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Grenada credits Sandals for uplift in tourist visits

Published:Sunday | October 30, 2016 | 12:00 AM
Rudy Grant, chief executive officer of Grenada Tourism Authority
Sandals LaSource hotel in Grenada.

Rudy Grant, chief executive officer of Grenada Tourism Authority (GTA) has credited Sandals Resorts International's entry into the eastern Caribbean island for a 19 per cent increase in stopover tourist arrivals in the last three years.

The Jamaican hotel chain, which is celebrating 35 years in the tourism industry, owns and operates the five-star 257-room Sandals LaSource in Point Salines, Pink Gin Beach, employing over 500 persons.

Airlift has probably seen the most significant impact, so has branding of the destination, Grant said.

Prior to the chain's entry, the Spice Island had three weekly flights, "that number immediately moved to seven, while Virgin Atlantic, British Airways and American Airlines, upped their ante", said Grant, revealing that there was more willingness by the airlines to meet at the table.

Having a brand like Sandals investing in the country has brought marketing support that the GTA never had money to finance, the GTA executive said.

"Not only has the country seen an increase in visitors, but service quality has improved considerably, while linkages have been strengthened, particularly between the small agricultural, fishing sector and the resort.

"There have also been further opportunities in terms of attractions and tours and exposure to other elements that are Grenada."


Grant describes this using a scenario of 'when the tide rises, all the boats rise', adding that hotel chain's presence in Grenada has served this saying very well.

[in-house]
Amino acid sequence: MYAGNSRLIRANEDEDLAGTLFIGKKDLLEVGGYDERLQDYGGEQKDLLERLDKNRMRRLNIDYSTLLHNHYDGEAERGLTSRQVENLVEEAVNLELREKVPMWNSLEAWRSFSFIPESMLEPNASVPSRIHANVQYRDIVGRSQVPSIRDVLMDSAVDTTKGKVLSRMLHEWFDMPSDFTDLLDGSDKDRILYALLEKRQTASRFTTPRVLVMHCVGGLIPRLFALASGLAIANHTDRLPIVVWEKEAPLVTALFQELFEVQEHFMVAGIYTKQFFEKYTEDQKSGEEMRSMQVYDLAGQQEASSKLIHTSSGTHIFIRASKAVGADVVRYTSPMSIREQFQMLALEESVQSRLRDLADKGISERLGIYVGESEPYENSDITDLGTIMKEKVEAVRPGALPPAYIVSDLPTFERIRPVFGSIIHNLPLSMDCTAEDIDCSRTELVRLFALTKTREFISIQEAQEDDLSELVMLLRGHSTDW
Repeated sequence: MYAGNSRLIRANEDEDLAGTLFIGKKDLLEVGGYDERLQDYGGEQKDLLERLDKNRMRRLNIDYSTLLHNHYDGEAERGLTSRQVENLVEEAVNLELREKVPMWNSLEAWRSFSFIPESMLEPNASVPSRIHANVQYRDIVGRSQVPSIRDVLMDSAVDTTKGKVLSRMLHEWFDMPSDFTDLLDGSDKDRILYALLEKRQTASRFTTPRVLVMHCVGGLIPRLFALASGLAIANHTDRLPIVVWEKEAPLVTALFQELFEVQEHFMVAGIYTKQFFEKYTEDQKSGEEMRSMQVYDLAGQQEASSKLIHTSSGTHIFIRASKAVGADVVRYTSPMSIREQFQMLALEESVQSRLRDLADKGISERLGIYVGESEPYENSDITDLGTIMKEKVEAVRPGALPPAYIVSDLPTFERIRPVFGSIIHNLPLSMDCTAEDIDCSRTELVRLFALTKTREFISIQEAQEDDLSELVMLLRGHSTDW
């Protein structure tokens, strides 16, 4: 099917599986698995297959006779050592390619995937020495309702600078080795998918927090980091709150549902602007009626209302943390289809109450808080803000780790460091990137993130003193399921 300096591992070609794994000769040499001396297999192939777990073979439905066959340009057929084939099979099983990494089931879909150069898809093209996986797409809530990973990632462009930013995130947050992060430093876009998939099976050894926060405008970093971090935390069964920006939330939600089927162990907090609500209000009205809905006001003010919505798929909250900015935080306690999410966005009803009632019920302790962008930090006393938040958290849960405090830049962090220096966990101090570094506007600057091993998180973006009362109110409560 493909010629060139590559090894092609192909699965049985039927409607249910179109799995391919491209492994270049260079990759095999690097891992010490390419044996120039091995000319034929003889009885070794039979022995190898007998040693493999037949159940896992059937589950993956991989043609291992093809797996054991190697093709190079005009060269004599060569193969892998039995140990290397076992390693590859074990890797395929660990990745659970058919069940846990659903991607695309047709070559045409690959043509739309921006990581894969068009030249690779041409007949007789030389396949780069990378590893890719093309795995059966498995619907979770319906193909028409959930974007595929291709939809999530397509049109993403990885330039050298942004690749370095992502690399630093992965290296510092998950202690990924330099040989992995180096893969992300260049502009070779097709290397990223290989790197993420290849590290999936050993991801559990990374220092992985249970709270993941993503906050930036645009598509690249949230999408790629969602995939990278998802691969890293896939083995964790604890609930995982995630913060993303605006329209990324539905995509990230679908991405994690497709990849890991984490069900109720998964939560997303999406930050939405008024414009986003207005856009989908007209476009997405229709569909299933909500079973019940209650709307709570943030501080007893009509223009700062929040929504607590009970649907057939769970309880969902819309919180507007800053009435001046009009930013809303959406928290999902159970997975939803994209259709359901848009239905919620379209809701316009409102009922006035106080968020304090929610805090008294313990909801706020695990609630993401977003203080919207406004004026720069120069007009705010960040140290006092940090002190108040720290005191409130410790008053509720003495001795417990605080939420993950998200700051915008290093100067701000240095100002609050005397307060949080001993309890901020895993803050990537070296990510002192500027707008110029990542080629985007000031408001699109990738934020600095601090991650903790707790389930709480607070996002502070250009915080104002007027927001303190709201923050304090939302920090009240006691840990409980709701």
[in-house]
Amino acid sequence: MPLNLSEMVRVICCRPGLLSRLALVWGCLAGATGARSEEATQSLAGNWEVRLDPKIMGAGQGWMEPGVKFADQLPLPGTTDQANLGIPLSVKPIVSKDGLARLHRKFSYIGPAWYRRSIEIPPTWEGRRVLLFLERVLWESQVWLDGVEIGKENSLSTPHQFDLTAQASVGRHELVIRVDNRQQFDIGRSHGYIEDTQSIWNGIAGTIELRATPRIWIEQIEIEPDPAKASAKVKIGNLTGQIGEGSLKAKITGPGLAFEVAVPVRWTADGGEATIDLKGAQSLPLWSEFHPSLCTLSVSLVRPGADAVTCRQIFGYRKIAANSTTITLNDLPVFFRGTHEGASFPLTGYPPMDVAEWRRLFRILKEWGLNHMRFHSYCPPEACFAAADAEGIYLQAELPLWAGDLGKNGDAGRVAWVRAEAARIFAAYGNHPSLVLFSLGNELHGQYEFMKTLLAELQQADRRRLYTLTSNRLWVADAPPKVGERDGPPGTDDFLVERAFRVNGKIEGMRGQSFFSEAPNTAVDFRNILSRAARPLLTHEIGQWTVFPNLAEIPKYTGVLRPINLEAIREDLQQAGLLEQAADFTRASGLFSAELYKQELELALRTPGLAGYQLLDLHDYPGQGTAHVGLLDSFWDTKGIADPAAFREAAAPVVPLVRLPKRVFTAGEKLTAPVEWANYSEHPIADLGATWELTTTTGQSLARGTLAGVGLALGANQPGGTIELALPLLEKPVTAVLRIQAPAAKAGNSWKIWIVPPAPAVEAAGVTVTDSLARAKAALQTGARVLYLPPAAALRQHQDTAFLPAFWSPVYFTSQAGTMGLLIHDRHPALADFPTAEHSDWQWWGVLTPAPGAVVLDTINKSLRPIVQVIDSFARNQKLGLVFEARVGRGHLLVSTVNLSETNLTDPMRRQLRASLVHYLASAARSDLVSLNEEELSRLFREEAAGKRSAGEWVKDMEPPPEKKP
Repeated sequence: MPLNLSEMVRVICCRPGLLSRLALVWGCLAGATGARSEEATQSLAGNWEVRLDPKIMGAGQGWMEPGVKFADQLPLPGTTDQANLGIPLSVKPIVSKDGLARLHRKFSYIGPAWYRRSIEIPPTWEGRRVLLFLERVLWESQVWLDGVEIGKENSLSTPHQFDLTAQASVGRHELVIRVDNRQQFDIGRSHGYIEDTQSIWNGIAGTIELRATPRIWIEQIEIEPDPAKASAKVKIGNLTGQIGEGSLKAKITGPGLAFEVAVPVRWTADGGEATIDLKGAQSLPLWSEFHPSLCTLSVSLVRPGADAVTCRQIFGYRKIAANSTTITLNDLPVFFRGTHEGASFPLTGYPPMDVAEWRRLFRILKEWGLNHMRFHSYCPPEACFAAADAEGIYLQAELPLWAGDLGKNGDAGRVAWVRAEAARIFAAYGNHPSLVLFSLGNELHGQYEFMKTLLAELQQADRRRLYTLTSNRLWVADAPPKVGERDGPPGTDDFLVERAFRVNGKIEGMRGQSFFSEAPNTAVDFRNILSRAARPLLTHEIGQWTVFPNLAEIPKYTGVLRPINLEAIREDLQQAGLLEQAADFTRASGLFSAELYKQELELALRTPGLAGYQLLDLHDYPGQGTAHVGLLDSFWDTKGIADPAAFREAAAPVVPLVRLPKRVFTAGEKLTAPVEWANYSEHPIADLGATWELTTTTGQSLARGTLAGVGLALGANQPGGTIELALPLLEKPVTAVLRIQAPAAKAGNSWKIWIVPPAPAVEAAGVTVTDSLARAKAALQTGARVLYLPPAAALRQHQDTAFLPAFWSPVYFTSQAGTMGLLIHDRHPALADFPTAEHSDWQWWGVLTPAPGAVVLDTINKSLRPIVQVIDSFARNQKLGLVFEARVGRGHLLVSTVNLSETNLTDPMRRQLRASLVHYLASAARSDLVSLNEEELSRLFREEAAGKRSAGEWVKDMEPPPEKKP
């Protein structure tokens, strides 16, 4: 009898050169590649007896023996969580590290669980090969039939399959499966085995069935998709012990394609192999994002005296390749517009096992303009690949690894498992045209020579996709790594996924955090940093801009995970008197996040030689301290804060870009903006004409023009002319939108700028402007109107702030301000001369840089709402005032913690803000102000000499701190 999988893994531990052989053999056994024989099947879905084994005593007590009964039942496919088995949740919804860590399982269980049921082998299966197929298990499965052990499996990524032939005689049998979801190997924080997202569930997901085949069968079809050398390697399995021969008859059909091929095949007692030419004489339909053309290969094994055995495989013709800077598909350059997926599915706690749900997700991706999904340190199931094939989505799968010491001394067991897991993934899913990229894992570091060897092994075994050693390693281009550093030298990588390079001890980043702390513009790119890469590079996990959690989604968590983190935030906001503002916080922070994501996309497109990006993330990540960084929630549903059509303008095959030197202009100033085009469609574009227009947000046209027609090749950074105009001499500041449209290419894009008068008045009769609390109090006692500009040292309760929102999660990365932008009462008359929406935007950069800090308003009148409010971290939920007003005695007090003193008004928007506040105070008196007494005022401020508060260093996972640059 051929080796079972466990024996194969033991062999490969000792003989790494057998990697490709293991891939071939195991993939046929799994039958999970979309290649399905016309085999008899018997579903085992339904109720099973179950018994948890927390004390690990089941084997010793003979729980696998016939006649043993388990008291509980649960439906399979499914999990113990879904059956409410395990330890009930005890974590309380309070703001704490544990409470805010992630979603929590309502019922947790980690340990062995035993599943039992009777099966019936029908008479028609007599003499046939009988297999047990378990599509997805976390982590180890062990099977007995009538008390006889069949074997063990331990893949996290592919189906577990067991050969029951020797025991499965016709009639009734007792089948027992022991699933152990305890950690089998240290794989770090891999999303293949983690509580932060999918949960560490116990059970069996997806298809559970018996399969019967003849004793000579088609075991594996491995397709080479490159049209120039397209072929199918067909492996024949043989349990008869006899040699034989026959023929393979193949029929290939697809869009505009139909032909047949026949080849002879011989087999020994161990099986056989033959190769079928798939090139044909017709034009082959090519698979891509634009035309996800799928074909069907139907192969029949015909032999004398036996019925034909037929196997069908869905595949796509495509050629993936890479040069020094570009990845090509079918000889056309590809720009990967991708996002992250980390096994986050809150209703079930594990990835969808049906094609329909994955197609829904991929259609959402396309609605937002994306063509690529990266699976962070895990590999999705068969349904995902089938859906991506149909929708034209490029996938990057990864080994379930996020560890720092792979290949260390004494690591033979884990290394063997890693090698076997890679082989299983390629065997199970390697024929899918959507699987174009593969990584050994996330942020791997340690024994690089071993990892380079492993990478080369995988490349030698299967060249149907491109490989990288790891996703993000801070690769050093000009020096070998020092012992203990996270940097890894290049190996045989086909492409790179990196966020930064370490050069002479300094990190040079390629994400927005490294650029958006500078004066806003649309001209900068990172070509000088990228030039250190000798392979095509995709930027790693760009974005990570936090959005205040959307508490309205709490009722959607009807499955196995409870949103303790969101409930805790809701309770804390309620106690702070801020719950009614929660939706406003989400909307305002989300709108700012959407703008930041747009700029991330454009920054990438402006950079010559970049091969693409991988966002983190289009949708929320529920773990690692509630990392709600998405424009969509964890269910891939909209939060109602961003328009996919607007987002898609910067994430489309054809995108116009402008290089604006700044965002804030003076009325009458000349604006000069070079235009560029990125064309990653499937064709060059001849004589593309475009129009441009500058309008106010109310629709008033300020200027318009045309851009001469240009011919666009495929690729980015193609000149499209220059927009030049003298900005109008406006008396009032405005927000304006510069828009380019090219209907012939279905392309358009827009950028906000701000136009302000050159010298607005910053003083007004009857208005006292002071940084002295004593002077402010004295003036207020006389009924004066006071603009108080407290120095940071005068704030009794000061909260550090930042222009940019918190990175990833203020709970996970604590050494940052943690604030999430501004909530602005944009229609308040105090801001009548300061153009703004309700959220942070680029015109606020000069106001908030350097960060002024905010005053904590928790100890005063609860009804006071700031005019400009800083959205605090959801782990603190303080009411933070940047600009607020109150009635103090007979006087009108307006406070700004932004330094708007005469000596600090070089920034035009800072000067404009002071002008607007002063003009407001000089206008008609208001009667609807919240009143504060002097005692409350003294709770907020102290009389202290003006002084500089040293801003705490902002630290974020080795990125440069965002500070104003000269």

Local tour operator Edwin Frank and spice vendor, Wilma Smith bolstered the statements made by Grant, explaining the economic impact the resort has had on the entire country of 100,000 inhabitants.

"Before the Sandals LaSource's opening, Grenada's hotel sector was seasonal, with rotation taking place during the summer months," Frank told Gleaner Business.

Its hotel sector also includes Radisson, Coyaba, Kalingo Beach Resort, True Blue Bay, Maca Bana, Calabash Luxury Boutique, Laluna and Blue Horizon, among others.

Frank said every hotel on the island is now benefitting from new carriers such as Condor, Air Canada, Jetblue and Delta. "It has been a win-win situation, with a multiplying effect, directly and indirectly. It speaks volumes and using the terminology 'trickling effect' would be putting it mildly."

According to Frank the hotel supports the local industry as much as possible, instead of importing. Although, with inconsistency and difficulty in getting the right amount of agricultural produce, the resort has had to import a significant percentage of the food it uses.

Franks says periodically his company caters to the hotel's VIP guests.

In the case of Wilma Smith, her business in the vendors' market has grown from one to four stalls.

Smith supplies the hotel with gift packages of spices and chocolate. Three years ago during construction period, she boldly made her way to the property and offered her services.

"I have not looked back. Since Sandals, my business has grown and my standard has improved," she stated, adding that the group was a good company to work for. She supplies the hotel every two months.

Another sector that boasts of the benefits of the tourism sector and Sandals LaSource's advent is entertainment. Andre Garvey, a costume designer, provides props and clothing, particularly for special events at the resort.

"Sandals has changed how entertainment is viewed. Now there is a demand and new opportunities for performers," said Garvey, while noting that the hotel group takes entertainment very seriously.